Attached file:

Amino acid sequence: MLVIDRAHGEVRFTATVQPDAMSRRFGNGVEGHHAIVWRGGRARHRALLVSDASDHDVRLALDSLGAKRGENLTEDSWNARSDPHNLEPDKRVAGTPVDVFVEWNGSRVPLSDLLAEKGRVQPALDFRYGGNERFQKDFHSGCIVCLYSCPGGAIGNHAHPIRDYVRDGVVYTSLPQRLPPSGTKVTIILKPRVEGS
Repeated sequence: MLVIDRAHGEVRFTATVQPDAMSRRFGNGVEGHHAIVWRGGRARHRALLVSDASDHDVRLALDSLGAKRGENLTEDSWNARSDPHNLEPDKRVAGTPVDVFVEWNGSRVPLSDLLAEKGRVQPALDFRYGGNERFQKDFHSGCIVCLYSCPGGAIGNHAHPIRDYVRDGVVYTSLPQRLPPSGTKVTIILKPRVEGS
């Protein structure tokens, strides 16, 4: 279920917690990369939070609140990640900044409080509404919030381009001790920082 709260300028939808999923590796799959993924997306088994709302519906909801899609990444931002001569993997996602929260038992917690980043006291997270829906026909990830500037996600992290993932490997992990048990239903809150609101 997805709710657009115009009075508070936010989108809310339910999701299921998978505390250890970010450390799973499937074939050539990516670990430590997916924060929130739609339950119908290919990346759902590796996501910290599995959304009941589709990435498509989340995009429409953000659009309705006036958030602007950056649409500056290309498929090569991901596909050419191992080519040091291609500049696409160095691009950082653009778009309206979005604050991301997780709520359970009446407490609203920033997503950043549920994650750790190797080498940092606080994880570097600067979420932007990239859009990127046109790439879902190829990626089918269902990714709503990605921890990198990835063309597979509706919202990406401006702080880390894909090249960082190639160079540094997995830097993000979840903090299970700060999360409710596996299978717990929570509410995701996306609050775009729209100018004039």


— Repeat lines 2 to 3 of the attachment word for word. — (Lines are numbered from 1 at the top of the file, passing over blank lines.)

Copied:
Repeated sequence: MLVIDRAHGEVRFTATVQPDAMSRRFGNGVEGHHAIVWRGGRARHRALLVSDASDHDVRLALDSLGAKRGENLTEDSWNARSDPHNLEPDKRVAGTPVDVFVEWNGSRVPLSDLLAEKGRVQPALDFRYGGNERFQKDFHSGCIVCLYSCPGGAIGNHAHPIRDYVRDGVVYTSLPQRLPPSGTKVTIILKPRVEGS
């Protein structure tokens, strides 16, 4: 279920917690990369939070609140990640900044409080509404919030381009001790920082 709260300028939808999923590796799959993924997306088994709302519906909801899609990444931002001569993997996602929260038992917690980043006291997270829906026909990830500037996600992290993932490997992990048990239903809150609101 997805709710657009115009009075508070936010989108809310339910999701299921998978505390250890970010450390799973499937074939050539990516670990430590997916924060929130739609339950119908290919990346759902590796996501910290599995959304009941589709990435498509989340995009429409953000659009309705006036958030602007950056649409500056290309498929090569991901596909050419191992080519040091291609500049696409160095691009950082653009778009309206979005604050991301997780709520359970009446407490609203920033997503950043549920994650750790190797080498940092606080994880570097600067979420932007990239859009990127046109790439879902190829990626089918269902990714709503990605921890990198990835063309597979509706919202990406401006702080880390894909090249960082190639160079540094997995830097993000979840903090299970700060999360409710596996299978717990929570509410995701996306609050775009729209100018004039």